Sharon

Subject:

What if you have a squeaky floor covered with carpet, but it is over a basement? Is there an option for coming in from below? My house is from 1964.

Lee

Subject:

I've heard that the break away screws work really well on the right applications but like an above statement said it's a hit or miss with getting into the floor joists.

Kelly Fleming

Subject:

As a temporary fix for carpeted stairs and other limited areas, a little baby powder will drift down into the spaces and lubricate to stop squeeks and is easily vacuumed.

Mary Slover

Subject:

My husband used the above mentioned product and it did NO good at all. After using about 70 of the screws, it was time to call it quits and just live with the squeak!!

Carmen

Subject:

How about some tips on squeaky hardwood floors? We rent and can't do any screwing or real work on it.

Barbara

Subject:

Steve--
I want to work on my stairs from underneath--what kind of glue do you recommend?

Rich

Subject:

Steve,

Would appreciate more info on the stair fix. Just completed a renovation, but my General Contractor wouldn't touch the stair squeaks (recommended replacement...gee thanks).

Peter

Subject:

The $1.99 option is a liberal sprinkling of baby powder over the squeaky area. As you sweep it up, the powder gets between the noisy boards and acts as a dry lubricant.

Elise Van Allen

Subject:

The recommendation to install the screws right through the carpet is disturbing - I cringe at the thought of a baby crawling along the carpet, only to snag it's kneecap on a screw head.

Sally

Subject:

One simple solution is to sprinkle talcolm (list would not allow me to spell this correctly) powder where the squeak is--usually helps for minor squeaks.

Manchester

Subject:

Sprinkle talc from a hardware store along the squeaky floor and let it work its way into the squeak. Works like a charm!

Trish

Subject:

all my floors sqeak in my 1929 Sears house. Who do I call to fix it? in the VA area.

Tim

Subject:

I bought a house that squeaks all OVER the place. We were going to redo the basement so before covering the basement ceiling, I had access to the floor above (in MOST of the house). I used liquid nails and put it along EVERY joist the entire distance, and then toe nailed in screws. This fixed 99.9% of them. I have ONE spot in the kitchen I was unable to fix, but didn't notice till later.

The liquid nails filled space (like the shingles) and also secured the boards to the joists to keep movement from occuring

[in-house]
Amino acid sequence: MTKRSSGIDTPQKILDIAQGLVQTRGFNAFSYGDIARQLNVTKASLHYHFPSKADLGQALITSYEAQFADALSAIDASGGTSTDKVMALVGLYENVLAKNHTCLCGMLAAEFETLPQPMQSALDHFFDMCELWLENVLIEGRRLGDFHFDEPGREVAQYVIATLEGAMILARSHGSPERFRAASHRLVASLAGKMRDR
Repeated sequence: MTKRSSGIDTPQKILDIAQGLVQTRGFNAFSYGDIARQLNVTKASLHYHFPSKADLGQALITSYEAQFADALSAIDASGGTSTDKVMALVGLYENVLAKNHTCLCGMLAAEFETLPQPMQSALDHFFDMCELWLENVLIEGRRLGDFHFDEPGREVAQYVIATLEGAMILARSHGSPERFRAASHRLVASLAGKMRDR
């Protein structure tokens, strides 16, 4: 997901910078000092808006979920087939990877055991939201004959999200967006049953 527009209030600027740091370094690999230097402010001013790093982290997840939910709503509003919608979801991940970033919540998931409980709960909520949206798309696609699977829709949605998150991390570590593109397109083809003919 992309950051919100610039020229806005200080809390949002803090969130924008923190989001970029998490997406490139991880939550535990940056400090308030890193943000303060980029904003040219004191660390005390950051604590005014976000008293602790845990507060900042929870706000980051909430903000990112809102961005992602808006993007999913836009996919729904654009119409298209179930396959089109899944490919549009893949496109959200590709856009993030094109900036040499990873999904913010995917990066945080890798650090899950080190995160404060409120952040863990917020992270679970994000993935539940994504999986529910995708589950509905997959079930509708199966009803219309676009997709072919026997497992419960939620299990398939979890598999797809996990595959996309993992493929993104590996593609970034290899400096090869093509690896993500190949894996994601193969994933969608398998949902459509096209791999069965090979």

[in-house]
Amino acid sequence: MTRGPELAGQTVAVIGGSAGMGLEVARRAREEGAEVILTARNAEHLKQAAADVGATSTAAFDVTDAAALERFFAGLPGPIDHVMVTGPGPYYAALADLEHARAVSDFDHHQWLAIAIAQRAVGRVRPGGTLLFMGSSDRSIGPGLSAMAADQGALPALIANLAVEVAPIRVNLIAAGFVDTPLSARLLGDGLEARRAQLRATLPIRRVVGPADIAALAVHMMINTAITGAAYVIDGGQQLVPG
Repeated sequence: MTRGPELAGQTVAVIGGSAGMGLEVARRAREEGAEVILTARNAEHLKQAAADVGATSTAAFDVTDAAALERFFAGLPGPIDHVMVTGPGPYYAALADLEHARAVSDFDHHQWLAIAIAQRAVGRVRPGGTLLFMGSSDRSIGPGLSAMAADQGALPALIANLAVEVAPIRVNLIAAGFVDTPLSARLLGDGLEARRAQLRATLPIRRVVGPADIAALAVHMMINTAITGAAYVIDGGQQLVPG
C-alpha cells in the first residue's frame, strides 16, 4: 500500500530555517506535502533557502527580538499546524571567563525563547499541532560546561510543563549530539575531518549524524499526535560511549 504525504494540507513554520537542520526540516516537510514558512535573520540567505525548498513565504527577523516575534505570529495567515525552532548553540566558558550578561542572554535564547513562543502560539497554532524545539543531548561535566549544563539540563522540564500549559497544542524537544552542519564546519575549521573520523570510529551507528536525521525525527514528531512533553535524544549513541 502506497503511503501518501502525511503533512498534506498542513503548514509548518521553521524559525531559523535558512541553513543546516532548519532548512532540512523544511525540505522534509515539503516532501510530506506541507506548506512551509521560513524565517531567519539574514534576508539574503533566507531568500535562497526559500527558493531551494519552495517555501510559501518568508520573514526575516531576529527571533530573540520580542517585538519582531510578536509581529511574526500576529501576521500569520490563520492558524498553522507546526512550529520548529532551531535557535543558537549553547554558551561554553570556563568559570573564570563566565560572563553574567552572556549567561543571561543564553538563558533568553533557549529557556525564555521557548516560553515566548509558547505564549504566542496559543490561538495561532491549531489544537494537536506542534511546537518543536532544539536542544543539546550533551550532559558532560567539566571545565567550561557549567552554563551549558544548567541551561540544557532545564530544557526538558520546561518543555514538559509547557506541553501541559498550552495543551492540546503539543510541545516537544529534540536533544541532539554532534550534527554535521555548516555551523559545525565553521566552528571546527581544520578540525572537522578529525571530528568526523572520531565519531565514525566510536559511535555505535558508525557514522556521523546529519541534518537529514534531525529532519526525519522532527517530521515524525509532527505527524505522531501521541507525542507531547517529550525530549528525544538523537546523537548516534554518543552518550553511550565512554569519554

Gene Gorrin

Subject:

I have the same problem with squeaky hardwood floors. Mu house is 50 years old, and my family has lived in the house since 1970. Now I inherited the house after my parents' deaths. O'Berry Enterprises Inc. of Ringwood, IL (800-459-8428) makes the "Squeak No More" Kit mentioned in one of the prior posts, and also counter-snap screws for hardwood floors. The company also has You Tube videos for doing it yourself (search squeaky floors). I cannot get underneath the floorboards because of lower floor ceilings, so I have to rely on driving screws at the joist and between the joists from above. That requires locating the joists using a stud-finder. The problem is - it's difficult for a do-it-yourselfer who doesn't do much of that. You need a really good drill, preferably electric with a lot of juice to get through the boards. It's more difficult to drill the screws in from above than they make it seem in the video. I even called a floor professional and he refused to use that method - he would only work from below, which is impossible in my situation. He didn't want to chance ruining my nice floors from above. I'm going to give it one more shot soon myself - I've been putting it off all summer! If it's a choice between the squeaks vs. ruining my nice, refinished hardwood floors, the floors win and I'll live with the squeaks.

Greens

Subject:

Squeaky floor boards?
Try this first, it works.
Sprinkle talc powder or gold bond on floor and sweep it slowly back and fourth, working it in the joints.

Chase Fincher

Subject:

Along with fixing the initial squeak, consideration should be given to the cause of the problem. Often the cause of squeaky or cupped hardwood floors is high moisture in the crawlspace. If the humidity problem in the crawlspace is not properly addressed, then any repair will be temporary. Some steps to control crawlspace moisture include; fixing any plumbing leaks, installing a vapor barrier, installing a dehumidifier either temporarily or permanently. If you have squeaky or cupped floors, always suspect crawlspace moisture problems.
www.indoorairqcr.com

Carmen

Subject:

How about some tips on squeaky hardwood floors? We rent and can't do any screwing or real work on it.

Cristy

Subject:

Try sprinkling some baby powder on the culprits. Sweep the baby powder into the cracks. Add more as needed. You may need to repeat a few times to get the baby powder to really seep into the problem area. You will also have to repeat this process periodically, however it seems worth it--$2 baby powder and minimal elbow grease to thousands of dollars in repairs and ripping up your hardwood boards. Good luck!

Sharon

Subject: squeeky floorboards

You're absolutely right. Much more cost effective and works just fine. I've done it in several different places I've rented over the years. Presently we have to change the carpet in a house we own in PA and will be "fixing" the squeeks at that time.

Melanie

Subject: